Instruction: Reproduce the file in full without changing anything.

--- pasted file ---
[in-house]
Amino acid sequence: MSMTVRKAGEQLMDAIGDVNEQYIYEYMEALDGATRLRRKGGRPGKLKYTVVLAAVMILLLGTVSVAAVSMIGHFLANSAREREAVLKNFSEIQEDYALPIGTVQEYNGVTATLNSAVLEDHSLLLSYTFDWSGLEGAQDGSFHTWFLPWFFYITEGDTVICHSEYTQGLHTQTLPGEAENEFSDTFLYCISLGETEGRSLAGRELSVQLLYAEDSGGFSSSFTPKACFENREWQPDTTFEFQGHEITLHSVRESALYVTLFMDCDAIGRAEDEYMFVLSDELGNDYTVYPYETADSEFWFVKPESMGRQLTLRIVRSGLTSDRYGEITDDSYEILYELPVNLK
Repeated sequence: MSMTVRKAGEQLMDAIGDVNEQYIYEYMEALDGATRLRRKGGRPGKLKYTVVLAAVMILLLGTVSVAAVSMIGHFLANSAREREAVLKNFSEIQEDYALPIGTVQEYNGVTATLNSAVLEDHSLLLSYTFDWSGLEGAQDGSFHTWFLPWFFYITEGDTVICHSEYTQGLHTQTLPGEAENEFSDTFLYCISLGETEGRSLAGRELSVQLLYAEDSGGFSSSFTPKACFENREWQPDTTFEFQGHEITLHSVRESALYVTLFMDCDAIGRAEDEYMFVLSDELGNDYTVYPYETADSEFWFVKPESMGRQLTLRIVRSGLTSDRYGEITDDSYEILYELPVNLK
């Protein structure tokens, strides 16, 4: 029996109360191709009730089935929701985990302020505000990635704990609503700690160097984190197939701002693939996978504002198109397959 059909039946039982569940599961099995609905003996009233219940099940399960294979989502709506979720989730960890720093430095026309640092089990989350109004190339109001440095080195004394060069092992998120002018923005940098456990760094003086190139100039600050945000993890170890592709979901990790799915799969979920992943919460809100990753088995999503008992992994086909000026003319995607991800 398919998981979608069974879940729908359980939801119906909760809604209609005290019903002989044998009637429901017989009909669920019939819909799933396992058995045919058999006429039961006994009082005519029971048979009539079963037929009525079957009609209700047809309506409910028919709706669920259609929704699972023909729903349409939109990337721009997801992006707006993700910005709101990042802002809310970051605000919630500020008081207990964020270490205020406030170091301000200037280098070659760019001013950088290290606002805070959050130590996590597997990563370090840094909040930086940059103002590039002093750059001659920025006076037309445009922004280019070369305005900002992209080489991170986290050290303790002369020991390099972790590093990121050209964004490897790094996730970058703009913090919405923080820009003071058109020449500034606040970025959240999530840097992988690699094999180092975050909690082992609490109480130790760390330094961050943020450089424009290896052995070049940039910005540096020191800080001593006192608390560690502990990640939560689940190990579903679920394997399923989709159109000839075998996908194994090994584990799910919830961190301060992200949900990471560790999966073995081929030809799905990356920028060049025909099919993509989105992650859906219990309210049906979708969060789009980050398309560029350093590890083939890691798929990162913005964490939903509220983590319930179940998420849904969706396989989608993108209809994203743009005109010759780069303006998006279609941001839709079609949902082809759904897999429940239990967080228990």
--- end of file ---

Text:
[in-house]
Amino acid sequence: MSMTVRKAGEQLMDAIGDVNEQYIYEYMEALDGATRLRRKGGRPGKLKYTVVLAAVMILLLGTVSVAAVSMIGHFLANSAREREAVLKNFSEIQEDYALPIGTVQEYNGVTATLNSAVLEDHSLLLSYTFDWSGLEGAQDGSFHTWFLPWFFYITEGDTVICHSEYTQGLHTQTLPGEAENEFSDTFLYCISLGETEGRSLAGRELSVQLLYAEDSGGFSSSFTPKACFENREWQPDTTFEFQGHEITLHSVRESALYVTLFMDCDAIGRAEDEYMFVLSDELGNDYTVYPYETADSEFWFVKPESMGRQLTLRIVRSGLTSDRYGEITDDSYEILYELPVNLK
Repeated sequence: MSMTVRKAGEQLMDAIGDVNEQYIYEYMEALDGATRLRRKGGRPGKLKYTVVLAAVMILLLGTVSVAAVSMIGHFLANSAREREAVLKNFSEIQEDYALPIGTVQEYNGVTATLNSAVLEDHSLLLSYTFDWSGLEGAQDGSFHTWFLPWFFYITEGDTVICHSEYTQGLHTQTLPGEAENEFSDTFLYCISLGETEGRSLAGRELSVQLLYAEDSGGFSSSFTPKACFENREWQPDTTFEFQGHEITLHSVRESALYVTLFMDCDAIGRAEDEYMFVLSDELGNDYTVYPYETADSEFWFVKPESMGRQLTLRIVRSGLTSDRYGEITDDSYEILYELPVNLK
């Protein structure tokens, strides 16, 4: 029996109360191709009730089935929701985990302020505000990635704990609503700690160097984190197939701002693939996978504002198109397959 059909039946039982569940599961099995609905003996009233219940099940399960294979989502709506979720989730960890720093430095026309640092089990989350109004190339109001440095080195004394060069092992998120002018923005940098456990760094003086190139100039600050945000993890170890592709979901990790799915799969979920992943919460809100990753088995999503008992992994086909000026003319995607991800 398919998981979608069974879940729908359980939801119906909760809604209609005290019903002989044998009637429901017989009909669920019939819909799933396992058995045919058999006429039961006994009082005519029971048979009539079963037929009525079957009609209700047809309506409910028919709706669920259609929704699972023909729903349409939109990337721009997801992006707006993700910005709101990042802002809310970051605000919630500020008081207990964020270490205020406030170091301000200037280098070659760019001013950088290290606002805070959050130590996590597997990563370090840094909040930086940059103002590039002093750059001659920025006076037309445009922004280019070369305005900002992209080489991170986290050290303790002369020991390099972790590093990121050209964004490897790094996730970058703009913090919405923080820009003071058109020449500034606040970025959240999530840097992988690699094999180092975050909690082992609490109480130790760390330094961050943020450089424009290896052995070049940039910005540096020191800080001593006192608390560690502990990640939560689940190990579903679920394997399923989709159109000839075998996908194994090994584990799910919830961190301060992200949900990471560790999966073995081929030809799905990356920028060049025909099919993509989105992650859906219990309210049906979708969060789009980050398309560029350093590890083939890691798929990162913005964490939903509220983590319930179940998420849904969706396989989608993108209809994203743009005109010759780069303006998006279609941001839709079609949902082809759904897999429940239990967080228990």